Caveolae are 50- to 100-nm omega-shaped invaginations of the cell surface plasma membrane that are enriched in glycosphingolipids and cholesterol (14). Caveolae occur in a variety of cell types including epithelial, endothelial cells, fibroblasts, smooth muscle cells, and adipocytes (14). The caveolae mediate non–clathrin-dependent endocytosis, and regulate the internalization of particles such as viruses and bacteria (15, 16). Caveolin-1 (cav-1), a 21- to 24-kD protein, is a major resident scaffolding protein constituent of caveolae that participates in vesicular trafficking and signal transduction events (14, 17, 18). Cav-1 has been reported to reduce cell growth and increase apoptosis by inhibiting the activation of growth factor receptors and their downstream signaling pathways (14, 17, 19). In addition, cav-1 negatively regulates smooth muscle cell proliferation (20, 21), and arrests mouse embryonic fibroblasts in the G0/G1 phase (22). Cav-1 expression is increased in senescent cells and aged animals (23, 24). Furthermore, cav-1–null mice (cav-1−/−) develop hypercellularity in the lungs, mammary gland, and heart (25, 26). These reports, taken together, indicate that cav-1 plays important roles in the regulation of cell proliferation and death. Although emerging evidence indicates that cav-1 also plays a role in the regulation of apoptosis in vitro (21, 27), its role in vivo remains unclear. No studies to date have focused on the potential function of cav-1 in human diseases, such as ALI/ARDS.
Among the innate protective mechanisms of the lung, the low-molecular-weight stress protein heme oxygenase-1 (HO-1) represents a major inducible cellular and tissue defense against oxidative stress (28–31). HO-1, the rate-limiting step in heme degradation, oxidizes the α-methene bridge carbon of the heme molecule to generate equimolar biliverdin-IXα, iron, and carbon monoxide (CO) (32). NADPH biliverdin reductase completes the heme metabolic pathway by converting biliverdin-IXα to bilirubin-IXα (32). HO-1 confers cytoprotection involving anti-inflammatory, anti-apoptotic, and anti-proliferative effects in multiple models of cellular and tissue injury, including endotoxemia, oxidative lung injury, vascular injury, and ischemia/reperfusion injury (29). Mice deficient in HO-1, and endothelial cells derived from such mice, are prone to oxidant-mediated injury, and display aberrations in intracellular and tissue iron metabolism (33, 34). Recent studies have suggested that HO-1 protects against cell death induced by various injurious stimuli through the generation of its reaction products (29, 35–38). Our recent studies have indicated that HO-1 localizes in part to plasmalemmal caveolae in endothelial cells, in response to various injurious stimuli, and that this localization may have functional significance with respect to cellular adaptation to stress (39).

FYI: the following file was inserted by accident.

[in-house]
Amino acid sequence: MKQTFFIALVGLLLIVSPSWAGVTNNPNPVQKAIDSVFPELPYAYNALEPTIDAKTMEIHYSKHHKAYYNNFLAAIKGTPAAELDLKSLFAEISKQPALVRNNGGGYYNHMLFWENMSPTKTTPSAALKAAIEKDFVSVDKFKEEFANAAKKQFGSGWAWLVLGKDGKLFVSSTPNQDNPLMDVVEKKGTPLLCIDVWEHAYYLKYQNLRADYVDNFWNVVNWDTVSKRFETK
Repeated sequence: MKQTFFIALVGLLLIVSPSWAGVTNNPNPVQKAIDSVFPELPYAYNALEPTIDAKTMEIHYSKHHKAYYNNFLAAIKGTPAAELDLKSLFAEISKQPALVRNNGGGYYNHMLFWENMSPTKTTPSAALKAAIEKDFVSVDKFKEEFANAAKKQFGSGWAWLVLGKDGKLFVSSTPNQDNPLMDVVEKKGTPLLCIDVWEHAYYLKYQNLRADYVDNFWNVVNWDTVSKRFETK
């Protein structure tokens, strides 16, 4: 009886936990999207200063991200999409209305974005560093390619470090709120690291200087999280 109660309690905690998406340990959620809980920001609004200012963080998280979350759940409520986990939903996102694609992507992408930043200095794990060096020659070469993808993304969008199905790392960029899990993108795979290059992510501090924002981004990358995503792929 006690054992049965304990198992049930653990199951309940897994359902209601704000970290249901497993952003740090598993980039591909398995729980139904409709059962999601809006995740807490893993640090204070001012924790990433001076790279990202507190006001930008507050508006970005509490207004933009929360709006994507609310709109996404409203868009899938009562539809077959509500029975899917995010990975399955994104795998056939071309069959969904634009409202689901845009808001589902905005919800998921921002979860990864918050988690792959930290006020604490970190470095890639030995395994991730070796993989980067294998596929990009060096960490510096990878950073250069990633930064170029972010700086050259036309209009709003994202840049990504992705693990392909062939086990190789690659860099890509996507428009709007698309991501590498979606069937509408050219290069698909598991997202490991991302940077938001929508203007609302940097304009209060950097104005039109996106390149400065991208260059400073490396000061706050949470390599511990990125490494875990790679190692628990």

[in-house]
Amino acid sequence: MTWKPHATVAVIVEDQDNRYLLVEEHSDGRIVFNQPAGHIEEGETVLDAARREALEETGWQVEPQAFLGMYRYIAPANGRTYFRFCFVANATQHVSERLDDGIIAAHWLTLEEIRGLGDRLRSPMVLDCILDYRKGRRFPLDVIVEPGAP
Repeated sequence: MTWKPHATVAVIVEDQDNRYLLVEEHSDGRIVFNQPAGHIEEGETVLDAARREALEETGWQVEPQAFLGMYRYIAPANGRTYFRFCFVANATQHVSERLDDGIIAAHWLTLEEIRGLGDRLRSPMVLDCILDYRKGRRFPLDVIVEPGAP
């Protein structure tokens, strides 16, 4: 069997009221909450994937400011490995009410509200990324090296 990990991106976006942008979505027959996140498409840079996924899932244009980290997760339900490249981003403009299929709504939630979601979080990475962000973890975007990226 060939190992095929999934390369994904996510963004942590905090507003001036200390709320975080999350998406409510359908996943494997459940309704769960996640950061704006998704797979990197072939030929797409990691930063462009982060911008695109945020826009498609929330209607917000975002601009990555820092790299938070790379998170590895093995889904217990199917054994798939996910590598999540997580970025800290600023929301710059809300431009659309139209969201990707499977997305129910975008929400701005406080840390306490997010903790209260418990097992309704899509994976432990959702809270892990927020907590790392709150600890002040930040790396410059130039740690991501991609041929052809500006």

In this study, we investigated the role of cav-1 in hyperoxia-induced acute lung injury and death. We demonstrate that cav-1−/− mice significantly resisted hyperoxia-induced lung injury and cell death, and furthermore, that pulmonary cells derived from these animals were resistant to hyperoxia-induced cytotoxicity. We describe a novel mechanism by which cav-1 deficiency confers cytoprotection, involving the up-regulated expression of HO-1.
SB202190, 4-[4-(4-Fluorophenyl)-5-(4-pyridinyl)-1H-imidazol-2-yl]phenol, was from Calbiochem (San Diego, CA), and tin protoporphyrin-IX (SnPP) was from Frontier Scientific (Logan, UT). All other reagent chemicals were from Sigma (St. Louis, MO).